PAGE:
DSG: Some of these diets like Paleo venerate modern science and technology, but others (like the Devotional Diet) seem to criticize them. What is the rhetorical function of scientific knowledge and authority in modern diet books?

ARB: They work to position the diets with authority. These are top-down directions on how to eat and live your life. So, with the Paleo Diet, there is a creative approach to incorporating science and evolutionary theory – for better or worse. The Paleo Diet also venerates instinct – this instinct is still in your body because the ‘spirit of the caveman’ is still within you.

Devotional diets use basically the same argument, but argue that instinct is embedded in your body because God gave you the body. If you’re channeling your instinct, you’re speaking to God. In this sense, ‘God’ is the Devotional Diet’s way of saying ‘Nature’. The instinct that has come down through the ages, all the way from Adam and Eve. Just like in the Paleo diet, where the caveman’s impulses are embedded in your body, you have to revive the instinct that God gave you. So, by avoiding sugar for ten days, you should be repulsed by candy bars because God only gave Adam and Eve strawberries and grapes. If you’re not repulsed by a Snickers Bar, it’s because you don’t yet know God.

DSG: Given that modern diets argue that the diseases of civilization are caused by processing and modifying food, it seems like these diets are arguing that modern technology interferes with the ‘natural’ way of eating.

ARB: Yes, in Paleo or Detox Diets, there is sometimes a narrative of conspiracy about ‘Franken-foods’ or the ‘Nutritional Industrial Military Complex’, where processed foods and healthcare are in cahoots to make you obese and then sell you insulin. Modern science and medicine are duping us and this particular diet is the only way to fight the ‘machine’.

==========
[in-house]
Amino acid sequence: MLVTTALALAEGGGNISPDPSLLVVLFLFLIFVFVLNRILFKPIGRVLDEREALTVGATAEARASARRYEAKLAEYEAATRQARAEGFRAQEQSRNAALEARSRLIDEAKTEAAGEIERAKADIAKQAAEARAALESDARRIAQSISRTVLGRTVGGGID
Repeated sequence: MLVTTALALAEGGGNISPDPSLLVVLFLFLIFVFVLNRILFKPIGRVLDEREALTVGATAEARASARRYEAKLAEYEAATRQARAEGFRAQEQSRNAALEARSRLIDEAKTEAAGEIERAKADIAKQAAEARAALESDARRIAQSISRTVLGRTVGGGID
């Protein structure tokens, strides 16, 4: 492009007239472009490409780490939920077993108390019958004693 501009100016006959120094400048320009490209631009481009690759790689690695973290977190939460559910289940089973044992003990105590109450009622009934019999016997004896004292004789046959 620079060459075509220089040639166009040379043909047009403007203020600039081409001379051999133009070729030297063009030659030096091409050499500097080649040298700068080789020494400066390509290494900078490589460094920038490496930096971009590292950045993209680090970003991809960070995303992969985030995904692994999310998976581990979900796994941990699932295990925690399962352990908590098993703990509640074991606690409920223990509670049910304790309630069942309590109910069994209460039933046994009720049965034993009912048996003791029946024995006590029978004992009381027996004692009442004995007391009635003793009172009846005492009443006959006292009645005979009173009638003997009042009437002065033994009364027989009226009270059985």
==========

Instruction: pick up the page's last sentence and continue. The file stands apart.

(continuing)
DSG: So, some branches of science are valorized while others are part of the demonized. There’s some rhetorical gymnastics going on there.

ARB: The same is true of the Eat Right 4 Your Type and other body-typing diets. These take any form of difference in the human body and essentialize it into a kind of personalized nutritional approach. The ‘blood type’ diets are particularly nefarious, replicating these racial stories of some people being ‘older types’ than others. Some people are more closely related to their ape ancestors than other, more ‘civilized’ people, replicating these racial distinctions in a way that is supposedly set by science.

DSG: Those polygenic theories were discarded in the early 20th century. Mostly.

ARB: Right. Mostly. And unless you knew that, you might read people as inherently different because they had different blood types. It’s hard to be generous toward a diet which argues that people with supposedly ‘older’ blood types are more closely related to apes.

DSG: Thinking about forms of essentializing, how have the Pacific Islander (or ‘Primitive’) diets contributed to particular representations of the ‘Third World’?

ARB: Primitive diets often look to non-Western societies as a sort of living relic: a vestigial specimen of a more innocent past. This contributes to an idea of the Third World that is not uncommon: it is this ‘timeless’ place of innocence, natural beauty, where people have an intimate relationship with the body and its needs. And now, with the intrusion of Western Civilization, these people succumb to the siren song of its toxic foods. They are not up to the challenge and are slowly dying out.

The term ‘Imperial Nostalgia’ is useful here. Westerners are bemoaning what has been lost. But in these diets, the narrative is more than just nostalgia – the story is such that ‘they are dying now, but we’re next’. The Third World is set up as both this homogenous, eternal place, and a kind of ominous omen of what is to come. The colonial powers are just next in line. Imperial Nostalgia is tempered with this deep-seated dread.

DSG: In a similar way, Detox Diets court a kind of contemporary ‘global activism’ against impending devastation.